Ask yourself why, and don't tell me it is because we don't have a bureau in Vienna. It's because we don't have a clue. We aren't the news anymore. We are the echo chamber of the center-left establishment of America. We are seminar material for j-schools. We are well-paid, well-educated yes-men to Manhattan and Beltway elitism, and guess what, America hates us.
They should. You couldn't get more arrogance in one room at a World Affairs Council meeting.
So here is what we are going to do.
First, I've asked [NAME] to plunder the other networks. I want the best correspondents and producers.
Next, Bob Schieffer will hold down the fort until I can bribe Hume or find someone else--someone else not from within this group, period. But that anchor isn't the news director. I will be bringing in two partisans--one from the left and one from the right--and a businessman or woman to make up an internal editing board which will advise [NAME]. From now on there will be accountability in the story process. We aren't out of the ambush business, but we are not going to have another disaster on my watch.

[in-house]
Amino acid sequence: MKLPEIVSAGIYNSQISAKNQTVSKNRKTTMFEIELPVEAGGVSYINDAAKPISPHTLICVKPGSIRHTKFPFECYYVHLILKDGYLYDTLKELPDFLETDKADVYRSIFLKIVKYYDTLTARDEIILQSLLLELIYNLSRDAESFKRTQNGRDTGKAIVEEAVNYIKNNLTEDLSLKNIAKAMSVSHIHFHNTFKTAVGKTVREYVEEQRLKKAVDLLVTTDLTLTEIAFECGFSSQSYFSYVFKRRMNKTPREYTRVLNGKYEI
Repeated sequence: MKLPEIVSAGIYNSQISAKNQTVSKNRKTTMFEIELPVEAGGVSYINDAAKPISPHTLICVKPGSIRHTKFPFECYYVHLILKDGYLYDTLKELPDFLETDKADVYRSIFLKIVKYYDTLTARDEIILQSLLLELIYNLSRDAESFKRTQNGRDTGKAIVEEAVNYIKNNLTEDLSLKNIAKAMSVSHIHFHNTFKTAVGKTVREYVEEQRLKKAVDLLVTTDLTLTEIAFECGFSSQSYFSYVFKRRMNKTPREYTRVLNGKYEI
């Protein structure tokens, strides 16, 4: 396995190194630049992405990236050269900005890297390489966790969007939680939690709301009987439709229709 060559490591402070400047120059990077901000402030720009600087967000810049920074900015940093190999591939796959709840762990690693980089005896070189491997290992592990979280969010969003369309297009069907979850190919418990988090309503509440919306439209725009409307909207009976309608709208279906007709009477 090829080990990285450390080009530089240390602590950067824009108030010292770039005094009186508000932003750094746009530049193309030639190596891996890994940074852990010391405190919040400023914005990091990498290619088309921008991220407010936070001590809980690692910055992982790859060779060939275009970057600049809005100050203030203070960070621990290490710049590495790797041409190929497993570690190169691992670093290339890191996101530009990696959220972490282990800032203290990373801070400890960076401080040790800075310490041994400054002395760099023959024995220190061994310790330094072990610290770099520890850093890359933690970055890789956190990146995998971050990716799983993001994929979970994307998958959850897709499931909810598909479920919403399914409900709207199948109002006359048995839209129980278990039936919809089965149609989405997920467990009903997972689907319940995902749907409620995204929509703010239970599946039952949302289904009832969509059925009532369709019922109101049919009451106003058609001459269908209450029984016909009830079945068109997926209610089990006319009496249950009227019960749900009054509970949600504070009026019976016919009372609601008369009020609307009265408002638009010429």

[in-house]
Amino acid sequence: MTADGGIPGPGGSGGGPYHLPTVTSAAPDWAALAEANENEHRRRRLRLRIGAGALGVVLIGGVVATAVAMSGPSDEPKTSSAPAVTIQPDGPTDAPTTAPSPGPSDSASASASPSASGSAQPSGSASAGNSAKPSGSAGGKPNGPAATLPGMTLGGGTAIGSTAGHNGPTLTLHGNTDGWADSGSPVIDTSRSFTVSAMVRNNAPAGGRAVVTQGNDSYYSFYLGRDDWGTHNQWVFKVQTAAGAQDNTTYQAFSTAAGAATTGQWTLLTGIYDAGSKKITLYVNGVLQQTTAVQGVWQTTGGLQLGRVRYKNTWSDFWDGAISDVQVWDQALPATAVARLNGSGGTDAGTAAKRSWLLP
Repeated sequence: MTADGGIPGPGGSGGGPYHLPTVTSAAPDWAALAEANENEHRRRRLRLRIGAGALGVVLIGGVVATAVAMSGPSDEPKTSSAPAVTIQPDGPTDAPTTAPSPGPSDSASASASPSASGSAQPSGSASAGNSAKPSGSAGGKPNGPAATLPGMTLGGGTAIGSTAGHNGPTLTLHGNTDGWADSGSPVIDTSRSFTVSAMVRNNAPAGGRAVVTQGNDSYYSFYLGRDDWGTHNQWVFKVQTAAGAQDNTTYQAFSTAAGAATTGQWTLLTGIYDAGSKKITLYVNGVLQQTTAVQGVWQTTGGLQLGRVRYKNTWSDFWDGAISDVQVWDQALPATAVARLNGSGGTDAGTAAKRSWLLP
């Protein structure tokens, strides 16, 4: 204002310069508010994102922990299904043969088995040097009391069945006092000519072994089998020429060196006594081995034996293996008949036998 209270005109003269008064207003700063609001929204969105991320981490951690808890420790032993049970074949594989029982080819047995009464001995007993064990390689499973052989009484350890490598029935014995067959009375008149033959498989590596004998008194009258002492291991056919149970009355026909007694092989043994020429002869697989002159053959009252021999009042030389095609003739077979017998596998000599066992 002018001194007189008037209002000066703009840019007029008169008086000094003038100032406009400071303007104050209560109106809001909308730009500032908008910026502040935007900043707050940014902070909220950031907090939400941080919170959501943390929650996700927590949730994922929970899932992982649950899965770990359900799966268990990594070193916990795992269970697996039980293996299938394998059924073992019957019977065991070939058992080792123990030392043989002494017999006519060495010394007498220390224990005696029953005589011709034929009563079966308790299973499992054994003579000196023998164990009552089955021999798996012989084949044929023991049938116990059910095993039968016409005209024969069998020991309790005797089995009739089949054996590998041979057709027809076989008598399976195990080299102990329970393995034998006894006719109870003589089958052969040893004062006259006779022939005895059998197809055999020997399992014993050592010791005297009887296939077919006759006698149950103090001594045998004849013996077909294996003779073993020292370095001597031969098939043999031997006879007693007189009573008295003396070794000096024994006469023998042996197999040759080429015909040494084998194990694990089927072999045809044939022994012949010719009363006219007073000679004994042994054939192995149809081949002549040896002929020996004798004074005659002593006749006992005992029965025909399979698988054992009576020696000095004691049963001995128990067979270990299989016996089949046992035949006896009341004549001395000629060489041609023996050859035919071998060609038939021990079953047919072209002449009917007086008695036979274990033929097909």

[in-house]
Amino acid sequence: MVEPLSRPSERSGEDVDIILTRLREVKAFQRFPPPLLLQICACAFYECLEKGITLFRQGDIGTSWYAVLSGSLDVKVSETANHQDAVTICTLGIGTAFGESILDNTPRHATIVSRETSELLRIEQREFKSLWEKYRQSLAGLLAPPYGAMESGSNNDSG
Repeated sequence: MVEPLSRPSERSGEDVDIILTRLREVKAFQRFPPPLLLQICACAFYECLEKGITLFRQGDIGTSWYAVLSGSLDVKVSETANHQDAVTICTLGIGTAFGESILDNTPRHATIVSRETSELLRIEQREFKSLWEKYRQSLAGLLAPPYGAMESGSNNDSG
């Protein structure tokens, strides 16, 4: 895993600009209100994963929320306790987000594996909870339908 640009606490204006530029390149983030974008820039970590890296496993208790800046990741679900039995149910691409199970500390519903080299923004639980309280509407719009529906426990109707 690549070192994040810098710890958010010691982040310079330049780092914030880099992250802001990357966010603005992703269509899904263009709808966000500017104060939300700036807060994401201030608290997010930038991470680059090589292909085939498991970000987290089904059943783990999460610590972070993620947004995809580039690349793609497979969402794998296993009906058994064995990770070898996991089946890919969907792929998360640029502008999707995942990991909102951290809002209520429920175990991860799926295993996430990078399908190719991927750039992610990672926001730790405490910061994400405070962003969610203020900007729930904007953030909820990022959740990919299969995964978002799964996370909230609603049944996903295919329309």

And we are going to figure out the blogs, and we are going to get faster and quicker and more committed to staying ahead of news curves, even if that means we make mistakes and we apologize all over ourselves on a much more frequent basis. The audience will buy that if we screw up on both sides of the political aisle.
That's it. You are on notice. Knock off the agenda journalism. Change your habits or change your employer. There are plenty of people who can do this. It isn't hard. It isn't a profession. It is a craft, and right now, we are at its bottom."
It is yours. Les. Run with it. I spent 18 months ghosting for Richard Nixon in his retirement, so trust me on this. Rehabilitation is possible if begun with good writing."
Hugh Hewitt is the host of a nationally syndicated radio show, and author most recently of If It's Not Close, They Can't Cheat: Crushing the Democrats in Every Election and Why Your Life Depends Upon It. His daily blog can be found at HughHewitt.com.